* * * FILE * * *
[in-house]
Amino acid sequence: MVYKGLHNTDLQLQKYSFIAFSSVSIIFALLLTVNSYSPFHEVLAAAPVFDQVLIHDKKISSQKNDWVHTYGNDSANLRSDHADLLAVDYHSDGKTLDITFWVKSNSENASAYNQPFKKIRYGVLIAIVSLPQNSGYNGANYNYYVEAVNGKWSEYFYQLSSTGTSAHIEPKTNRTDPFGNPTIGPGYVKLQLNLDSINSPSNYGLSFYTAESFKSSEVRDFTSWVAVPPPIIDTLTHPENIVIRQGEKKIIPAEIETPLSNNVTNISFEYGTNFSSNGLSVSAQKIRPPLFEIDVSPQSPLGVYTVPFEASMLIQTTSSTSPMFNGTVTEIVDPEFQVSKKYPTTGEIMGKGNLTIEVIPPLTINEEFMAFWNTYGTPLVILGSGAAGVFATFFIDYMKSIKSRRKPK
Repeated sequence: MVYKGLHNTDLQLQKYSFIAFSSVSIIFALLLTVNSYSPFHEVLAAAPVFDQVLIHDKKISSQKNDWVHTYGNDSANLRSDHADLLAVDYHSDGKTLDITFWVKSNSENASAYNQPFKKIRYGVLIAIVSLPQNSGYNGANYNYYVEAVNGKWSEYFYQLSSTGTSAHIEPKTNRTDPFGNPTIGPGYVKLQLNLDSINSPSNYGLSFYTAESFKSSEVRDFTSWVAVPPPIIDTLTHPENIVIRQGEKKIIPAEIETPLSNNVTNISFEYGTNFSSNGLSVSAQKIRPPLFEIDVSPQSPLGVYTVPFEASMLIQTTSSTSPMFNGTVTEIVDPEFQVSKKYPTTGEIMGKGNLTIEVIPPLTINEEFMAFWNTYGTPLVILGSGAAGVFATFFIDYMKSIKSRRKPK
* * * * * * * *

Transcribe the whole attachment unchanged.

[in-house]
Amino acid sequence: MVYKGLHNTDLQLQKYSFIAFSSVSIIFALLLTVNSYSPFHEVLAAAPVFDQVLIHDKKISSQKNDWVHTYGNDSANLRSDHADLLAVDYHSDGKTLDITFWVKSNSENASAYNQPFKKIRYGVLIAIVSLPQNSGYNGANYNYYVEAVNGKWSEYFYQLSSTGTSAHIEPKTNRTDPFGNPTIGPGYVKLQLNLDSINSPSNYGLSFYTAESFKSSEVRDFTSWVAVPPPIIDTLTHPENIVIRQGEKKIIPAEIETPLSNNVTNISFEYGTNFSSNGLSVSAQKIRPPLFEIDVSPQSPLGVYTVPFEASMLIQTTSSTSPMFNGTVTEIVDPEFQVSKKYPTTGEIMGKGNLTIEVIPPLTINEEFMAFWNTYGTPLVILGSGAAGVFATFFIDYMKSIKSRRKPK
Repeated sequence: MVYKGLHNTDLQLQKYSFIAFSSVSIIFALLLTVNSYSPFHEVLAAAPVFDQVLIHDKKISSQKNDWVHTYGNDSANLRSDHADLLAVDYHSDGKTLDITFWVKSNSENASAYNQPFKKIRYGVLIAIVSLPQNSGYNGANYNYYVEAVNGKWSEYFYQLSSTGTSAHIEPKTNRTDPFGNPTIGPGYVKLQLNLDSINSPSNYGLSFYTAESFKSSEVRDFTSWVAVPPPIIDTLTHPENIVIRQGEKKIIPAEIETPLSNNVTNISFEYGTNFSSNGLSVSAQKIRPPLFEIDVSPQSPLGVYTVPFEASMLIQTTSSTSPMFNGTVTEIVDPEFQVSKKYPTTGEIMGKGNLTIEVIPPLTINEEFMAFWNTYGTPLVILGSGAAGVFATFFIDYMKSIKSRRKPK